Friday, December 14, 2012


    I cried from the beginning of Lincoln, the new movie, for two reasons: one: a friend I admired, a critic who hated the movie, I realized I would lose because I liked it, and two: when I was two years old and three months old I recited the Gettysburg Address, which made me a star in Pittsburgh. The words, tumbling through my soul, must have tumbled through that torrential time, with parents who despised and were violent with each other, when I didn't yet understand what life was about (do I now?)  But I got that being bright and commanding attention could get you something.
   The  movie itself broke my heart, because much as I would like to dismiss Steven Spielberg as the greatest filmmaker of our time, there is just no doing so.  I can be personally heartbroken because I had the curious privilege of being at a party in Malibu when my son, who seemed like he had all the gifts at six, was in a corner with Spielberg the whole time.  And when, some years later, I encountered Spielberg again, I reminded him of the seeming idiocy of that moment, and he said, when I asked him why he had spent that whole time with my son, "I remember: he was the most interesting person at the party."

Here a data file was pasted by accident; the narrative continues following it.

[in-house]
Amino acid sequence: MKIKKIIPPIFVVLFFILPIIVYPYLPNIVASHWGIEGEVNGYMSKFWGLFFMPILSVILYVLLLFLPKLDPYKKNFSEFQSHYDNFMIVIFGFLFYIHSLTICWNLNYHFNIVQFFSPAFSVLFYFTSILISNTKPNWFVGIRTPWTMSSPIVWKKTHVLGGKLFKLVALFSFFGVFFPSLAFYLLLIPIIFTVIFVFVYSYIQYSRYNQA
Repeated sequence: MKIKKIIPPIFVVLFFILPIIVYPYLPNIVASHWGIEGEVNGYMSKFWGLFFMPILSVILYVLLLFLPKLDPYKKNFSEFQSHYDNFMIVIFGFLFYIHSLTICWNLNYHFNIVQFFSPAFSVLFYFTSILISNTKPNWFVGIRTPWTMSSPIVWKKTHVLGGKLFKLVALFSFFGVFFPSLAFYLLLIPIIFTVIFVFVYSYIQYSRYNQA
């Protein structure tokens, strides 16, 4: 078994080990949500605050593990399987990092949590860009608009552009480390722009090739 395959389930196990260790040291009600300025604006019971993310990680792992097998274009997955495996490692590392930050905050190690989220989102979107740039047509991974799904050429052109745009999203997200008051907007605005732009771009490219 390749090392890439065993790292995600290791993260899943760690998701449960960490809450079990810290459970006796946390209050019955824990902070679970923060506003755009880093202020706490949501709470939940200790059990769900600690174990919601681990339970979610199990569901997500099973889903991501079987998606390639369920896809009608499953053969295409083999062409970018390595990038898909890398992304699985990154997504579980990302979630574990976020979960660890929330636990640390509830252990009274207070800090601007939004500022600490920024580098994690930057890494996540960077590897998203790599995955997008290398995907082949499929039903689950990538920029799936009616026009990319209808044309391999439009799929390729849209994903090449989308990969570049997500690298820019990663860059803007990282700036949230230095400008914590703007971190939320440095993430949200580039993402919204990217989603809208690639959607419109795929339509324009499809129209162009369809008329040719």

The years have splintered into the reality of life, and everything is shattered and disappointing,  But there is no doubt that this is a magnificent movie.
     And there is even less doubt that life is not fair.  That we all come in with our gifts, and our moxie, our ability to fight to change things, make them better.  Some of us give up.  Some of us stand against what seem impenetrable odds, and do it anyway.  It is a privilege to have lived in the same country as Abraham Lincoln, and to speak the same language.  Surely goodness and mercy shall do whatever it is they do.  But I am not so sure that we shall dwell in the house of the Lord forever.  But it is a great movie.